With regards to keeping the property as appose to selling it, this doesn't really make any difference as either way you would be paying back the first mortgage early, so either way, if you were to do it this way... You'll end up annoying the lender. 

 

This strategy with bridging:

Buy-refurb-refinance is basically what bridging loans are for. An amount of money that is a short-term loan that is paid back after 6-24 months. it is usually used for purchasing a house and refurbing it, to then refinance out of it with a mortgage that pays the bridging load back.  So this would be a good option for you. The main thing to make sure of is that you are getting the house enough BMV (below market value) or are certain the work you are doing to the property to add value will give you the uplift of price growth you are wanting to achieve, so you can exit the bridge with a mortgage without a problem. 

 

I hope that helps. 

 

Cheers

 

Phil

 

 

 

 

 

 

 

 

 

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Hi all,

 

I to am struggling to deal with the finance side of things, and with Connor's question I'd like to understand the figures of it if I may (using examples) so it's clear in my head:

 

£100,000   House Price

£ 25,000   Deposit

£ 75,000   Mortgage (LTV of 75%)

£ 10,000  Refurb costs

 

So I have an initial outlay of £35,000 and will need to recoup as much of that as possible so I can move onto the next property, we'll assume the following from the same house after refurb:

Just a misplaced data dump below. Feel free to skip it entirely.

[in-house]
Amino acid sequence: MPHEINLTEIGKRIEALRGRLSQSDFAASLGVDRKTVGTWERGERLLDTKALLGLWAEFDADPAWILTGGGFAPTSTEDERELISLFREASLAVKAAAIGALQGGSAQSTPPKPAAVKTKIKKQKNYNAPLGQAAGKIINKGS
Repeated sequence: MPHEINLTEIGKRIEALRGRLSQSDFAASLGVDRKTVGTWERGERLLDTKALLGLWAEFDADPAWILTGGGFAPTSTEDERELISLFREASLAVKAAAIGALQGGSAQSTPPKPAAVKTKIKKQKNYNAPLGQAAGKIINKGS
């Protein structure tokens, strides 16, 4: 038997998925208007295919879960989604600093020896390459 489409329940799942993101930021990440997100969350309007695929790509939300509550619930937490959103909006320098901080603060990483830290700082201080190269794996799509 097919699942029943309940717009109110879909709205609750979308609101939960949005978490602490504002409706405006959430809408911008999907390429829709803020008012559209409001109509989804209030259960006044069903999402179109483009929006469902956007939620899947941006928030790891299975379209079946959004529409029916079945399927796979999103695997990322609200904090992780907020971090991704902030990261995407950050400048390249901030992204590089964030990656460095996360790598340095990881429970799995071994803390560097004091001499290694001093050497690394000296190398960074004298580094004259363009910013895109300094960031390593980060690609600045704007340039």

£130,000  New house value

£ 30,000  Increase in value

 

£ 97,5000 is the new mortgage at a maximum of 75% LTV

 

If I have a one year fixed deal, cannot I re-mortgage the house after a year to take the difference of £97,500 and £75,000 (which is £22,500) and use that to fund the deposit of another house? By this time I should have saved some more money as well as received 9 months rent, say if I get the refurb done in 3 months, which will only increase the amount I need to invest in the next property.

 

I just don't see how you can do this with NO finance as some people have said, or without paying a massive penalty on something like a bridging loan - will be up for the next meeting and would actively like to discuss this further if it doesn't make sense here.

 

Cheers,

Steve.

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Afternoon @steve cargill

 

The sums you have done are spot on and correct. You have pointed out the areas where you will have a problem. 

 

Mortgage: paying a mortgage back before the fixed period will incur penalties, it will also get you a little black mark next to your name with this particular lender, so will be less likely to lend to you in the future. If this is done regularly it will become known amongst lenders and will be increasingly difficult for you to get mortgages. With this in mind, I would only use it once if there is no other choice and then find others ways. It shouldn't be a staple in your strategy. 

 

Bridging: This is what bridging loans are for and even though are expensive, as long as you have done your research and know what you will be able to refinance out of the deal with, then you will be fine. 

 

No money in the deal (NMID) these are talked about a lot and are in my view ways to sell property courses. I don't like this approach and even though there are ways to buy property with no capital, they carry high risk and so would advice staying away from them and using either releasing equity in a residential property to get you going or that old school trick of being frugal and saving. 

 

I hope that straightened a few things out for you? The figures and your understanding of the finance are spot on by the way. 

 

Cheers

 

Phil

 

 

 

 

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Hi Phil,